Even before James Gunn announced the upcoming slate for the newly-launched DC Studios that he heads with Peter Safran, we knew that superhero television was about to change. For years, DC succeeded on television where it had arguably struggled on film, thanks to the hugely successful Arrowverse on CW. From the gritty series Arrow that launched in 2012, the Arrowverse grew into a massive superhero soap opera, making up for the absence of the DC Trinity (Batman, Superman, Wonder Woman) with fan-favorites like the Flash and the Atom, and rehabilitated D-listers like Wild Dog and Vibe.
But for all of its popularity and success, the Arrowverse is nearly over. With The Flash in its ninth and final season, and Superman & Lois officially not part of the same universe, the massive franchise seems to be at an end. And although Gunn has been clear that the DC Studios slate will not only include television offerings but also include established franchises such as The Flash (the Ezra Miller one, not the Grant Gustin one) and Shazam! Fury of the Gods, he has no similar plans for the Arrowverse.
That’s a hard pill to swallow for both fans and creators, including Marc Guggenheim. Along with Greg Berlanti and Andrew Kreisberg, Guggenheim developed Arrow and helped expand the franchise into the blockbuster it became. But where Berlanti has gone on to create the Netflix hit You, which secured him a first-look deal with the streaming service, and Kreisberg was fired by Warner Brothers for sexual assault, Guggenheim has been shut out.
According to CBR, Guggenheim addressed his status in the February 3rd issue of his newsletter. Since Gunn and Safran took over, Guggenheim insists that he has been completely ignored by the company. “Not a job, mind you. A meeting. A conversation,” he vented. “A small recognition of what I’d tried to contribute to the grand tapestry that is the DC Universe.”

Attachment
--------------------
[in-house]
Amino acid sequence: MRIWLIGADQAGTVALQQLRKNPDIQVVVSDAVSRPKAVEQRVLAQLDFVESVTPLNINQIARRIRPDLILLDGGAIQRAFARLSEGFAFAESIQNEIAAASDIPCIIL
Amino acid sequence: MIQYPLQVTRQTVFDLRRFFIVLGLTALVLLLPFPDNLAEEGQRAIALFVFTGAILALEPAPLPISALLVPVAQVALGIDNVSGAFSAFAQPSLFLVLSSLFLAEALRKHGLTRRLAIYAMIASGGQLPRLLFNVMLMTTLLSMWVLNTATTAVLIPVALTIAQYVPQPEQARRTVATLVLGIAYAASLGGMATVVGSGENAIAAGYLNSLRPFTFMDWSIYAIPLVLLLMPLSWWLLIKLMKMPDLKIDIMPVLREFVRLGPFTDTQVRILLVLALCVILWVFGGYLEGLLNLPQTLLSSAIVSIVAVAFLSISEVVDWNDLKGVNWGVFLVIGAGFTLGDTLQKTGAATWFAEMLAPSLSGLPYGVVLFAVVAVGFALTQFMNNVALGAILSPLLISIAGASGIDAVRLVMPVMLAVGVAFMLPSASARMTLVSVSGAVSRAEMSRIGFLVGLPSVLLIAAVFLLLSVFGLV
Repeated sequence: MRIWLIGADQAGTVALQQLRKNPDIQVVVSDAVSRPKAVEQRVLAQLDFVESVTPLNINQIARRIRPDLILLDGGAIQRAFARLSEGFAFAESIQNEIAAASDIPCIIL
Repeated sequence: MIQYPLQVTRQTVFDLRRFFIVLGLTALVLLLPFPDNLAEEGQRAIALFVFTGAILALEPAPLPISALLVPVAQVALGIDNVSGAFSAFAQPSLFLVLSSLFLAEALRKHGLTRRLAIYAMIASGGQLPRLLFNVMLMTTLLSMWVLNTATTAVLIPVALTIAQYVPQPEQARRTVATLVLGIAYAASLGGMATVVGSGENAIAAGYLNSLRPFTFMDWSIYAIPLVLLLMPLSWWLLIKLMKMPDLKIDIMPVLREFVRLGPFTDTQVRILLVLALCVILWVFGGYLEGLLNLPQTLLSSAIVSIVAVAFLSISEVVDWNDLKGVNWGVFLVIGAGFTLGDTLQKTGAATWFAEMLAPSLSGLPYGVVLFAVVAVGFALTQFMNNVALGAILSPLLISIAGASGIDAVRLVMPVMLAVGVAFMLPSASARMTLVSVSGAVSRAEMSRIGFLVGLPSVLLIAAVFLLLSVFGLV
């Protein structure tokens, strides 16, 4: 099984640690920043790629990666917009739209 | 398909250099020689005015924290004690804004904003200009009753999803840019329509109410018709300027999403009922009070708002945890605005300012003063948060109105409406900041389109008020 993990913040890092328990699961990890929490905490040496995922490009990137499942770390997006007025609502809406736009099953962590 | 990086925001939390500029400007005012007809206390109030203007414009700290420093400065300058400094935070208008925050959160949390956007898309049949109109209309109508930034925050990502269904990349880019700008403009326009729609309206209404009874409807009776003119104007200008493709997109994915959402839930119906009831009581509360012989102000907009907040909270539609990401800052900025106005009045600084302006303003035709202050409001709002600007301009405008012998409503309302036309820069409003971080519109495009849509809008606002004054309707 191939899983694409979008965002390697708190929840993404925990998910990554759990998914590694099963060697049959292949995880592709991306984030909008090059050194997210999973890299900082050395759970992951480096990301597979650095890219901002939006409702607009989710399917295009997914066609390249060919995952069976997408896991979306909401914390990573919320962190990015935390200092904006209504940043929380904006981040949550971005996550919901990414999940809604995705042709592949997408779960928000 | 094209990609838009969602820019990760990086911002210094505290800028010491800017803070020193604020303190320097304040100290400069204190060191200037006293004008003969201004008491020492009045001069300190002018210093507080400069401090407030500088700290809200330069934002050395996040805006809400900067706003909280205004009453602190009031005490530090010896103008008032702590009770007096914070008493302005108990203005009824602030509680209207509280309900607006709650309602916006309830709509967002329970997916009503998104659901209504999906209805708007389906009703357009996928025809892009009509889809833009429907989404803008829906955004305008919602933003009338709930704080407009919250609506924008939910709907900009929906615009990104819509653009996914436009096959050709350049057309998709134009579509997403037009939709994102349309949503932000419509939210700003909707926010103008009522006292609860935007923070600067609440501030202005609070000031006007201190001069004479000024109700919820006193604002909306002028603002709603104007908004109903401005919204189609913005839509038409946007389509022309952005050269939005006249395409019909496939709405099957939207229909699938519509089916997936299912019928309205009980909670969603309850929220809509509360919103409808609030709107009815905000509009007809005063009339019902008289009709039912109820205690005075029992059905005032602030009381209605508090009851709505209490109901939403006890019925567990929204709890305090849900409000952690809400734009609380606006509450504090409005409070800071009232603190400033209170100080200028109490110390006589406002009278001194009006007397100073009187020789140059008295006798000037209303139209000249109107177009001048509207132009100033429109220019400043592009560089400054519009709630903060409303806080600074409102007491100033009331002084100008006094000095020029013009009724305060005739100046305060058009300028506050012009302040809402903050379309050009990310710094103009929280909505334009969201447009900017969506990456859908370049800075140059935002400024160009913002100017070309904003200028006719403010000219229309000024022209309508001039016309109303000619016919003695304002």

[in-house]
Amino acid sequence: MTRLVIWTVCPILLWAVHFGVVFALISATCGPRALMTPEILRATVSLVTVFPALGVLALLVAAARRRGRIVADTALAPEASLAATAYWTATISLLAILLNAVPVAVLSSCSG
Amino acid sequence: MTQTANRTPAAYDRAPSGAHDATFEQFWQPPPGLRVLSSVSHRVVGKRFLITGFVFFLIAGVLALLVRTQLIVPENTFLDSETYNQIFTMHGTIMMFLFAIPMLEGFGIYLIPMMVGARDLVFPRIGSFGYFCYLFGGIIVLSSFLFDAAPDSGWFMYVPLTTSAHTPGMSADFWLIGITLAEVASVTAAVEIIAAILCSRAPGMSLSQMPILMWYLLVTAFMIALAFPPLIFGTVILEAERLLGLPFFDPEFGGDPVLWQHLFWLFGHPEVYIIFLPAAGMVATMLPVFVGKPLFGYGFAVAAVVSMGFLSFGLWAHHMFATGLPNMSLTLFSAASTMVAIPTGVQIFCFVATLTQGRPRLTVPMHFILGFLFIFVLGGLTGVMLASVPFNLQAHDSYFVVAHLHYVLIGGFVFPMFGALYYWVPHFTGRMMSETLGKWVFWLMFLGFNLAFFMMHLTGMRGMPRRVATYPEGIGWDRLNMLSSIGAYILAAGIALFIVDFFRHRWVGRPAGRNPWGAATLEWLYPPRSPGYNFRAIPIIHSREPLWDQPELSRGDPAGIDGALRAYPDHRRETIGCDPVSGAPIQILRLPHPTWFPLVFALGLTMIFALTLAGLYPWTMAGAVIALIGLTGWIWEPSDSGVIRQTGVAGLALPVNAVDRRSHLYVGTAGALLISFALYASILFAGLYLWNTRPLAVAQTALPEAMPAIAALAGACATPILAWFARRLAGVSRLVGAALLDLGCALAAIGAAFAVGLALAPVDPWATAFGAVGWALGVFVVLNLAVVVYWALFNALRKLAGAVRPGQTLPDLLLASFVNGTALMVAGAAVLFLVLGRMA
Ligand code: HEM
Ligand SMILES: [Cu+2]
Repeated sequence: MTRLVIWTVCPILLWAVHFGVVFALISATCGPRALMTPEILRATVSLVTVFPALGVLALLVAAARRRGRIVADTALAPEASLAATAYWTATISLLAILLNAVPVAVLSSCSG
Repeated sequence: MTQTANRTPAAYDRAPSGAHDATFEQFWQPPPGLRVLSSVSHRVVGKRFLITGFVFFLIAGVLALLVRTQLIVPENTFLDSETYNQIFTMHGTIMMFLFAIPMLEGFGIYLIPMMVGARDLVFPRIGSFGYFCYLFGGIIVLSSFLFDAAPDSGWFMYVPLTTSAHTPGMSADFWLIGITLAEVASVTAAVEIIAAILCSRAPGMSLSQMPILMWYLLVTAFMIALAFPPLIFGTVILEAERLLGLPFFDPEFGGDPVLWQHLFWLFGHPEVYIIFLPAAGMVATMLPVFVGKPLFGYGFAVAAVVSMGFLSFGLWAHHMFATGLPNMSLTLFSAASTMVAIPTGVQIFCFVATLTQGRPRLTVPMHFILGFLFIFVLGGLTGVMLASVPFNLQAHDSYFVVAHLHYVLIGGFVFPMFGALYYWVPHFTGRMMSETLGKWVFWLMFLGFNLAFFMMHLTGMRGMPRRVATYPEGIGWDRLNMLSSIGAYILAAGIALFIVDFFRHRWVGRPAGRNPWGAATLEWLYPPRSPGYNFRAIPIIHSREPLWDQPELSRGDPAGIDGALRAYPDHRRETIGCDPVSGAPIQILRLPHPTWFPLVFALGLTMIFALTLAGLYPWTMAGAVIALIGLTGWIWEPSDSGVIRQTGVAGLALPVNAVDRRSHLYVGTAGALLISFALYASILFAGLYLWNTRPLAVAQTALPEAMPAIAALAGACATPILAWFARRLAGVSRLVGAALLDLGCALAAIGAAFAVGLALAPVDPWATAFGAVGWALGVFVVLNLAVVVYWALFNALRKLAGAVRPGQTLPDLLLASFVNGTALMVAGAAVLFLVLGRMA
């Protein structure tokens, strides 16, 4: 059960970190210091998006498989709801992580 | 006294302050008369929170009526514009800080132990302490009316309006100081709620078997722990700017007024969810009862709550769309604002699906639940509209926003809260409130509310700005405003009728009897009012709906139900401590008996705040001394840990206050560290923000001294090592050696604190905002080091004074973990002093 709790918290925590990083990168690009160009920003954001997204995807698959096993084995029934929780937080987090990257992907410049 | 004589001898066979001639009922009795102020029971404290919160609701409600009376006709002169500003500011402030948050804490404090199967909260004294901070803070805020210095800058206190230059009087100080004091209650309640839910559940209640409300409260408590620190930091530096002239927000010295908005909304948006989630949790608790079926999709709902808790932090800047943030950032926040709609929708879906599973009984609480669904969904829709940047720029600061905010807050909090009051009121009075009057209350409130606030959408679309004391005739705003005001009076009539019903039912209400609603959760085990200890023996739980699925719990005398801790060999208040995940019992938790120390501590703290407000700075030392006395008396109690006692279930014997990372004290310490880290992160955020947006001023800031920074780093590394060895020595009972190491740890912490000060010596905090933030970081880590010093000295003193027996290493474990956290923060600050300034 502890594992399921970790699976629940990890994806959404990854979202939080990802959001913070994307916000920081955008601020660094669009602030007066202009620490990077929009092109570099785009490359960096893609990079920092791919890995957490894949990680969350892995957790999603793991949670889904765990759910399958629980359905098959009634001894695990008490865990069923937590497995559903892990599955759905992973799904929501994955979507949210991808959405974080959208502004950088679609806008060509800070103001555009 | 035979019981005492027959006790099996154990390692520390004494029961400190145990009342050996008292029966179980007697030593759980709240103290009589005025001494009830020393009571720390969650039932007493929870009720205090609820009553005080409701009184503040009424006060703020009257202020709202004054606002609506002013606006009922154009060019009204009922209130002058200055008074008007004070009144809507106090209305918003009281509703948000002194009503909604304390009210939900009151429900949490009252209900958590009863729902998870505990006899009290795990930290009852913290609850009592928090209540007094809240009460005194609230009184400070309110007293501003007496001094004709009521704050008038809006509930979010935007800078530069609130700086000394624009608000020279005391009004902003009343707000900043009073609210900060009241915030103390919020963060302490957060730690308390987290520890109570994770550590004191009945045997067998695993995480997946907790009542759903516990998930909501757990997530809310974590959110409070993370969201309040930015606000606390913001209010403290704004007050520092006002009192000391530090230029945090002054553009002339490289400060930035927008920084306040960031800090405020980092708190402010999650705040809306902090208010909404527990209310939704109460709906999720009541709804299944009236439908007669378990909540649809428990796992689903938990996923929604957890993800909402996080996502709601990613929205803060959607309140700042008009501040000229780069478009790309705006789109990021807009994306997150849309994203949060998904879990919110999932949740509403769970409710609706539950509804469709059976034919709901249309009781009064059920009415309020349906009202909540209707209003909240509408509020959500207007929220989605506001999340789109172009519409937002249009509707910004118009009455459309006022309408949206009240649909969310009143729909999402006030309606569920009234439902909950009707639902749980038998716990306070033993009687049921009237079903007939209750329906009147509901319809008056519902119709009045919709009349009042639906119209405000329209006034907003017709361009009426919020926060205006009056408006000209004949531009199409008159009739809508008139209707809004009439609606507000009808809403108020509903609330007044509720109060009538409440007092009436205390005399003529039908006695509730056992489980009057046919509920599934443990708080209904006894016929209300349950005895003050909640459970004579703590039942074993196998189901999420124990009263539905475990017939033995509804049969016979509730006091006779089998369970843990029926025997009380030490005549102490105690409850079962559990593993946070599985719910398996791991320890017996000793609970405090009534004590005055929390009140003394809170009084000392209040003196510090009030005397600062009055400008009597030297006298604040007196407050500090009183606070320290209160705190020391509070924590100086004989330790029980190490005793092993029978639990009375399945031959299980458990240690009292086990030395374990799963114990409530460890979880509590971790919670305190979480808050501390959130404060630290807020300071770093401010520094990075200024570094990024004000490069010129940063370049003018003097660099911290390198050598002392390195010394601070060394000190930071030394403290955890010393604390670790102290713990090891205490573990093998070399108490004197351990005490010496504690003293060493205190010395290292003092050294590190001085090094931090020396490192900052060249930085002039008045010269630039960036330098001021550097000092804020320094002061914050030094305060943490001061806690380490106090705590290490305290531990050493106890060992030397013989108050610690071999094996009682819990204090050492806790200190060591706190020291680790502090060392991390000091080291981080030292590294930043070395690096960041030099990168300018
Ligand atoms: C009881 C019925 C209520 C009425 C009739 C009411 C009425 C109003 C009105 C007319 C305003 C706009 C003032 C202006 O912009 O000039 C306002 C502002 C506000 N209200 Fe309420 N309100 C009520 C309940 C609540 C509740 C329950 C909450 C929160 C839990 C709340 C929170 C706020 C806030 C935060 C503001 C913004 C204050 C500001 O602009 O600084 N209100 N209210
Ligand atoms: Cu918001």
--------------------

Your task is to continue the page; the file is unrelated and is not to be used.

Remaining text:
It’s easy to understand Guggenheim’s frustration. His work in the DC Universe extends to before the Arrowverse, when he wrote The Flash, Action Comics, and Justice Society of America (as well as various books for Marvel and other publishers). Along with Berlanti, Guggenheim worked on the ill-received Green Lantern movie from 2011, and planned to return for the prestige Green Lantern series for HBO.
But when Gunn and Safran launched DC Studios, the Green Lantern series was pulled from production and has been replaced with Lanterns, a procedural featuring Hal Jordan and John Stewart. Gunn and Safran have assembled a writer’s room that includes Mister Miracle‘s Tom King, Netflix Daredevil showrunner Drew Goddard, and Birds of Prey, or the Fantabulous Emancipation of One Harley Quinn writer Christina Hobson.
Without the least bit of recognition directed his way under this new regime, Guggenheim feels deeply let down. “Although working for DC had been creatively fulfilling, it involved a lot of adversity, challenges, and personal sacrifices — none of which seem to have accrued to any professional benefit,” he wrote. “Simply put, the Arrowverse hasn’t led to any other gigs, so it feels — at least on a career level — that I really wasted my time.”